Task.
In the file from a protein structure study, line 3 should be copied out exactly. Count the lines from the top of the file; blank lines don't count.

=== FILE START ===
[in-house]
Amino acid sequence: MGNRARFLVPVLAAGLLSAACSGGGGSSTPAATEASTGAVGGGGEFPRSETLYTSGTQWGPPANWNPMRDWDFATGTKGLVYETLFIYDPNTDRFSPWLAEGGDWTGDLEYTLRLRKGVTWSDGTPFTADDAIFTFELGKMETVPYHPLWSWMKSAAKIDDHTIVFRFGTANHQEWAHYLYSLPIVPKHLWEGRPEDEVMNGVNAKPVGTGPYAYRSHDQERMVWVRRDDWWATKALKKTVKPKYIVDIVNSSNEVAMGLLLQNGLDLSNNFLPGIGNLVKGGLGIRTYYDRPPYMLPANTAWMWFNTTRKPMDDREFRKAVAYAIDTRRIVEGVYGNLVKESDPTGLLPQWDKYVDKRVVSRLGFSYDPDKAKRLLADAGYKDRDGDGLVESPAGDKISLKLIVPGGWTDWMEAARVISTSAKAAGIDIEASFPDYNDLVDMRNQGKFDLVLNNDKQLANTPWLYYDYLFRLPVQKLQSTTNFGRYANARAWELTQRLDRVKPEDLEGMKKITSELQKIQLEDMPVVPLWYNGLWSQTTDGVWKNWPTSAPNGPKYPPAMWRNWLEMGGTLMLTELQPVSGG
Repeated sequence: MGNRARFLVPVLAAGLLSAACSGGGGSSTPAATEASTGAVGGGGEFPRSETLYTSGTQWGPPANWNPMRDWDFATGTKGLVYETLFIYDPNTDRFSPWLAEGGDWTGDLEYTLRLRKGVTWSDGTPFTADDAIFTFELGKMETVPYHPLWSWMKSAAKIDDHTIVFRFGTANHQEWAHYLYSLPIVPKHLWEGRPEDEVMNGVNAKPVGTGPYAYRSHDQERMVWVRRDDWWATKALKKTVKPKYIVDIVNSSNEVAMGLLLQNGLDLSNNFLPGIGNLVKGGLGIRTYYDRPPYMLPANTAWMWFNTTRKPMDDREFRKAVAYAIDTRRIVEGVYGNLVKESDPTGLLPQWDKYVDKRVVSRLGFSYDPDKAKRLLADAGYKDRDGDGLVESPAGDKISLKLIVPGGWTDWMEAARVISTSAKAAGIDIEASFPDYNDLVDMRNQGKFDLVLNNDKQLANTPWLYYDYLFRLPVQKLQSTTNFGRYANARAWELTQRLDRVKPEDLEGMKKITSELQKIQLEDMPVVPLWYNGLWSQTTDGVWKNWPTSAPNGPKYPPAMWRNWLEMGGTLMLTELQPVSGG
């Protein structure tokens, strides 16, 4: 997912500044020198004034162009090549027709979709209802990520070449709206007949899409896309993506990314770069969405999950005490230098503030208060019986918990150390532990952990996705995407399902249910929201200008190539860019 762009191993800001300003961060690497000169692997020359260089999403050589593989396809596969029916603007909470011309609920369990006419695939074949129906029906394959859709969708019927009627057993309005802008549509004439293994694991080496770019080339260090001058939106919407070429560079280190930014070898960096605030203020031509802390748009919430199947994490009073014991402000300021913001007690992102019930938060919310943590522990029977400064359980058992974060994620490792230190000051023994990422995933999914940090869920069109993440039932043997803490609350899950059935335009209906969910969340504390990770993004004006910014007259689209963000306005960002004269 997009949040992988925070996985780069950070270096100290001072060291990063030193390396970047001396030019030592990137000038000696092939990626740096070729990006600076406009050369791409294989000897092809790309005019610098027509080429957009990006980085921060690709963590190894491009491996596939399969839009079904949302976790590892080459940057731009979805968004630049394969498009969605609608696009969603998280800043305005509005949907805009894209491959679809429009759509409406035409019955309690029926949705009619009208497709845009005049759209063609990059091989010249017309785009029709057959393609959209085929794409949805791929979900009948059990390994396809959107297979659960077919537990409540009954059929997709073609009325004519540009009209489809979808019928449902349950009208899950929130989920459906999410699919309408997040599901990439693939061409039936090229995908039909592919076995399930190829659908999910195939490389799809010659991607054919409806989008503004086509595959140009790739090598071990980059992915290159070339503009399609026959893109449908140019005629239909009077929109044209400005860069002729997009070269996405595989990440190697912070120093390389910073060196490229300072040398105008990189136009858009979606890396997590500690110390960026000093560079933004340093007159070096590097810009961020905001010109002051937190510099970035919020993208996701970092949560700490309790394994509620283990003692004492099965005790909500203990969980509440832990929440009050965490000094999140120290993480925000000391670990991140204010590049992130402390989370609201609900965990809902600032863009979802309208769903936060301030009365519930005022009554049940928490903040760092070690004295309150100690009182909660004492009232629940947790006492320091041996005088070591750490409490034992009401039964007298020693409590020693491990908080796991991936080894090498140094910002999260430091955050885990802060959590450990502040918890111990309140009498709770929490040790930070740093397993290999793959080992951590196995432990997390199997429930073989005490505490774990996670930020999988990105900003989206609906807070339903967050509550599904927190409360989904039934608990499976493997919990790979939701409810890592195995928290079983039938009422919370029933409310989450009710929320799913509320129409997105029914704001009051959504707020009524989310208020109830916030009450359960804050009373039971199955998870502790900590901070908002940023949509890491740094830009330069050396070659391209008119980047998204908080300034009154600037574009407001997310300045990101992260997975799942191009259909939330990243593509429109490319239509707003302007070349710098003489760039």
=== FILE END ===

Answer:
Repeated sequence: MGNRARFLVPVLAAGLLSAACSGGGGSSTPAATEASTGAVGGGGEFPRSETLYTSGTQWGPPANWNPMRDWDFATGTKGLVYETLFIYDPNTDRFSPWLAEGGDWTGDLEYTLRLRKGVTWSDGTPFTADDAIFTFELGKMETVPYHPLWSWMKSAAKIDDHTIVFRFGTANHQEWAHYLYSLPIVPKHLWEGRPEDEVMNGVNAKPVGTGPYAYRSHDQERMVWVRRDDWWATKALKKTVKPKYIVDIVNSSNEVAMGLLLQNGLDLSNNFLPGIGNLVKGGLGIRTYYDRPPYMLPANTAWMWFNTTRKPMDDREFRKAVAYAIDTRRIVEGVYGNLVKESDPTGLLPQWDKYVDKRVVSRLGFSYDPDKAKRLLADAGYKDRDGDGLVESPAGDKISLKLIVPGGWTDWMEAARVISTSAKAAGIDIEASFPDYNDLVDMRNQGKFDLVLNNDKQLANTPWLYYDYLFRLPVQKLQSTTNFGRYANARAWELTQRLDRVKPEDLEGMKKITSELQKIQLEDMPVVPLWYNGLWSQTTDGVWKNWPTSAPNGPKYPPAMWRNWLEMGGTLMLTELQPVSGG